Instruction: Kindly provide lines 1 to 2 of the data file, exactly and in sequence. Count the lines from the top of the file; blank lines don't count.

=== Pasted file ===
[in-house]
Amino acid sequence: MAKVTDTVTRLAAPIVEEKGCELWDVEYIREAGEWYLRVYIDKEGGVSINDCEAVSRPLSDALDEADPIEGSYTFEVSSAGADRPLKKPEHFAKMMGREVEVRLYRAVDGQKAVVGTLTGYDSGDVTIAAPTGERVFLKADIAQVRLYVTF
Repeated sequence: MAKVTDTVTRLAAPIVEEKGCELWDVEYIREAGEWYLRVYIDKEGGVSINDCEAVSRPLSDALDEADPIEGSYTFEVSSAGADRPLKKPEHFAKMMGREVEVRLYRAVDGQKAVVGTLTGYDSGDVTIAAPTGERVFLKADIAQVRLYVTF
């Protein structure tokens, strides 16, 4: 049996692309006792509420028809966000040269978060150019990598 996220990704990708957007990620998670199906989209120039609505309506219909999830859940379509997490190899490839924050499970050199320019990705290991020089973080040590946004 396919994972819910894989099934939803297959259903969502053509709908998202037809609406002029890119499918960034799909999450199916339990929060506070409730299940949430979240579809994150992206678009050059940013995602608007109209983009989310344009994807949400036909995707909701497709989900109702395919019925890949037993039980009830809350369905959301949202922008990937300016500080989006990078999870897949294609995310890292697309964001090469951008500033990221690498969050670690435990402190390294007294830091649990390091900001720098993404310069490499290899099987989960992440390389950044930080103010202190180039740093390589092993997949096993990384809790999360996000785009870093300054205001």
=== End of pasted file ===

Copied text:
[in-house]
Amino acid sequence: MAKVTDTVTRLAAPIVEEKGCELWDVEYIREAGEWYLRVYIDKEGGVSINDCEAVSRPLSDALDEADPIEGSYTFEVSSAGADRPLKKPEHFAKMMGREVEVRLYRAVDGQKAVVGTLTGYDSGDVTIAAPTGERVFLKADIAQVRLYVTF